“We talk about it as the democratization of information – which is sort of a lofty statement,” she says. “But if people can access information, if they can see in their watershed, that will hopefully prompt a different conversation in their community – ‘hey, look, did you know we have old mining tenures on our watershed that could be activated at any point, and what should we do about that?’
“It is empowerment/governance, but we’re hoping to provide some tools that communities can use for themselves to support their planning and management.”
The RDCK isn’t going it alone. Information is also being shared and developed with Living Lakes Canada. The RDCK is a partner in the development of that organization’s new online Columbia Basin Water Hub, a platform to provided easy-to-access, standardized water information across the region.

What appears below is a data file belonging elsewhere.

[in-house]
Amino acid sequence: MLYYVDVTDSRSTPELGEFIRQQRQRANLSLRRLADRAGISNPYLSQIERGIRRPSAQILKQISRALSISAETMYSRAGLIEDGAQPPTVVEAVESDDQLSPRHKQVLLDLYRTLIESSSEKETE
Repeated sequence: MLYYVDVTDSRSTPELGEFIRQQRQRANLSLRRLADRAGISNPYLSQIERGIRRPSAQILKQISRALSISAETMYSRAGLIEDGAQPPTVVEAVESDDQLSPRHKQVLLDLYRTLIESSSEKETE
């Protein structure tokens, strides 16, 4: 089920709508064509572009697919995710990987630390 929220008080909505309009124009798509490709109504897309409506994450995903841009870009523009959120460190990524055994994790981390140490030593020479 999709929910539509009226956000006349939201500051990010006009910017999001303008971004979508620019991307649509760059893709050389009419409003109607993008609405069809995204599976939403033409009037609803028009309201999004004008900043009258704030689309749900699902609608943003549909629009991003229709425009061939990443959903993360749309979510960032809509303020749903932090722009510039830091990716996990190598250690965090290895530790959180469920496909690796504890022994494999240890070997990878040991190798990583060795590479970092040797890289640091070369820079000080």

The whole initiative has had to be done by tiptoeing around the provincial government – they have absolute authority to set rules governing water. Marshall Smith says they realized early on there’s no sense going too far on governance issues or developing systems when the province might be set on a completely different course.
“They definitely could, so as we proceeded, we want to make sure each step has value on its own …” she says. “So this summer’s phase two data collection and mapping has stand-alone benefit for communities.”
The RDCK’s goal is to better prepare and inform local water users (and itself) so they’re ready for the provincial roll-out.
While phase two is complete, the work is far from done.